Montgomery was a true renaissance man–a person with many talents or areas of knowledge. Not only was he an office clerk and architect, but he also became a skilled mechanic who regularly maintained steam engines that operated the cotton gins and invented a boat propeller to improve the paddle wheels of river steamboats. His boat propeller invention was so efficient that his owner Joesph Davis tried to patent it under Montgomery’s name. U.S. law prohibited slaves from owning patents and it was ultimately denied.
Montgomery’s skill set wouldn’t stop there. Davis regularly rented out his slaves to work on other plantations. This allowed Montgomery to save up money and in 1842 he purchased a store on the Hurricane plantation. His store sold dry goods, wood, chickens, eggs, and even vegetables produced on the plantation. His store was so successful that he was able to maintain his own line of credit with wholesalers in New Orleans and Mississippi. His store was popular among whites and blacks, with some customers spending more than $1,000 worth of goods every year.
This man truly did it all. He also kept the books for his slave owner and was seen as a master accountant, buying and shipping supplies for Davis. Montgomery helped Davis become one of the wealthiest men in the south at the time. Eventually, Ben Montgomery also became a rich man and purchased his wife from Davis, making her a free woman and allowing her to be a stay-at-home mother to their four children.
By the start of the Civil War, Montgomery had built a life for himself and his family that few Blacks in the south could have ever imagined, but it was at risk. The Civil War meant Davis and his plantation could fall and be seized by the Union army. Because Montgomery’s life was tied to Davis’ he believed if the Hurricane plantation failed, so would the life he built. Davis, his family, and most of his slaves fled the plantation, but Montgomery stayed behind to protect it as best he could. Ultimately Union soldiers burned down the Hurricane mansion in 1863 after the city of Vicksburg fell to the Union army. Davis’ land was confiscated by the federal government and Montgomery and his family would flee to Ohio.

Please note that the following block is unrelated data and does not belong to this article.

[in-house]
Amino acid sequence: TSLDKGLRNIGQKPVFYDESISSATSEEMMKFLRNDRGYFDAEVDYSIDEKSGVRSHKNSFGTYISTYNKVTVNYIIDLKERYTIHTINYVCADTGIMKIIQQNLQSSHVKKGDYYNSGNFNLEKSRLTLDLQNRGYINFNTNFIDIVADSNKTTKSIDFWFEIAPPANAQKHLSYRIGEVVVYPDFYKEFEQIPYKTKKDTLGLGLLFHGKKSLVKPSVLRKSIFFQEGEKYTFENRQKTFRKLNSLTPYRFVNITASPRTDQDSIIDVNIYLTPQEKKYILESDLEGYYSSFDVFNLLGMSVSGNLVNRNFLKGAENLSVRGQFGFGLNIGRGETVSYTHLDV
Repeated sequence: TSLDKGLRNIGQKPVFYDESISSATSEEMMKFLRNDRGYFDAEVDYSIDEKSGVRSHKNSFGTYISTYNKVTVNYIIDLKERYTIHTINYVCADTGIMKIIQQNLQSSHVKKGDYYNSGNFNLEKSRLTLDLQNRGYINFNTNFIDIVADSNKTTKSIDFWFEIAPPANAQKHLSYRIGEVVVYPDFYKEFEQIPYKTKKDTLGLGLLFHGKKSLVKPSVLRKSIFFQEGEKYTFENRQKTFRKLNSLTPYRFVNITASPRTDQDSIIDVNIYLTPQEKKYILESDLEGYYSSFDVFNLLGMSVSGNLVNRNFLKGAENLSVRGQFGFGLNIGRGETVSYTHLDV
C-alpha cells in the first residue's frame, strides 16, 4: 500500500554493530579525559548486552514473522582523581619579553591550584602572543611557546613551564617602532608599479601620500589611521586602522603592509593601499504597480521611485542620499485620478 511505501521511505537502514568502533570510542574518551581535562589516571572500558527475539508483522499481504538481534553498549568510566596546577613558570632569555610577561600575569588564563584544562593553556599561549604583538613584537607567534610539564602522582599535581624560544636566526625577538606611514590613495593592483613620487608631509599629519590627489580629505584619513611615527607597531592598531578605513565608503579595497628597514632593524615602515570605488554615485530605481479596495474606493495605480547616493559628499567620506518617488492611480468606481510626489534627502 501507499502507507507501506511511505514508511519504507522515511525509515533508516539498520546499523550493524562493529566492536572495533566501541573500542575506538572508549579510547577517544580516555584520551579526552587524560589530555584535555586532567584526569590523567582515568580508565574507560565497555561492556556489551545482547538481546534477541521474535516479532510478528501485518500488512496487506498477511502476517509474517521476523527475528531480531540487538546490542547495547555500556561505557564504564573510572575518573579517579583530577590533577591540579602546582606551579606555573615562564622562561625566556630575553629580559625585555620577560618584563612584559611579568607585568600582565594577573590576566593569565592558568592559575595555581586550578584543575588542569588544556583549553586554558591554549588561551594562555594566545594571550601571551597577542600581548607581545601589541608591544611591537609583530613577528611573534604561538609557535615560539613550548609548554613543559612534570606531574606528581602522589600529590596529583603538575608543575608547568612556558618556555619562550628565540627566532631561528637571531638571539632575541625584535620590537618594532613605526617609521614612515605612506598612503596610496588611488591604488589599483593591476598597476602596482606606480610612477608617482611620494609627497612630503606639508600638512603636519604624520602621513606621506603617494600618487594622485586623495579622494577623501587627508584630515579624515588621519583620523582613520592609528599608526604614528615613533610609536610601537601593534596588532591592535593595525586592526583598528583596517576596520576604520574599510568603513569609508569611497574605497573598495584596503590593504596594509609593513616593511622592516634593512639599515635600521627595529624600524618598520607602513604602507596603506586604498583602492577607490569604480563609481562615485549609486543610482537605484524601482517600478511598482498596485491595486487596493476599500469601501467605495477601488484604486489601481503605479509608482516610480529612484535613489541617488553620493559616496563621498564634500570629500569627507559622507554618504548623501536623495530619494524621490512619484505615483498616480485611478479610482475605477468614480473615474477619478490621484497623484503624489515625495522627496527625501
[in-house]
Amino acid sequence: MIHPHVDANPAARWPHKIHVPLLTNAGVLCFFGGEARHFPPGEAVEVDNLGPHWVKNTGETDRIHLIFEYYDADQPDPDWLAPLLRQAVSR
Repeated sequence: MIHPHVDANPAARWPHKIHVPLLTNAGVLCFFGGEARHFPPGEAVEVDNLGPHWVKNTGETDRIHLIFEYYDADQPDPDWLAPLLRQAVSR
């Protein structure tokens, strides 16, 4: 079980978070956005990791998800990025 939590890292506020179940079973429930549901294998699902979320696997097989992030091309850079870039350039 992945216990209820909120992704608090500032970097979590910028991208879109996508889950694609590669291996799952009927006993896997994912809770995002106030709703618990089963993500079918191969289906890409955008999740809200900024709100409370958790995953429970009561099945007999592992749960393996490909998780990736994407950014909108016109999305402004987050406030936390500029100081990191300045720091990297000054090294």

Once the war ended in 1865, Montgomery returned to the Davis plantation and reassumed his role as the leader among the now-former slaves. Davis and Montgomery would work together to get Davis’ land back from the federal government. The move would ultimately bring the two men even closer, as their respect for one another had grown tremendously.
In October 1866, Montgomery wrote Davis a letter asking if he could lease the Hurricane and Brierfield Plantations from his former slave owner, but Davis countered with a better offer. He offered to sell Montgomery his plantation holdings for three hundred thousand dollars with yearly interest. The sale made Montgomery one of (if not the richest) ex-slaves in the country at the time. His new plan was to build a community for former slaves built on honesty, industry, sobriety, and intelligence.
In September 1867, Montgomery was appointed justice of the peace for Davis Bend by Maj. Gen. E. O. C. Ord, the commander of the Fourth Military District of Mississippi and Arkansas. This appointment made him the first Black person to hold public office in Mississippi. Like many establishing Black towns after the end of the Civil War, Davis Bend struggled to grow due to the harsh realities of the environment. The Mississippi River constantly flooded, making it nearly impossible to harvest sizable crops. But the Montgomery and Sons grocery store continued to flourish and by 1873 Montgomery’s net worth was estimated at $230,000, putting him in the top 7% of the wealthiest merchants in the south.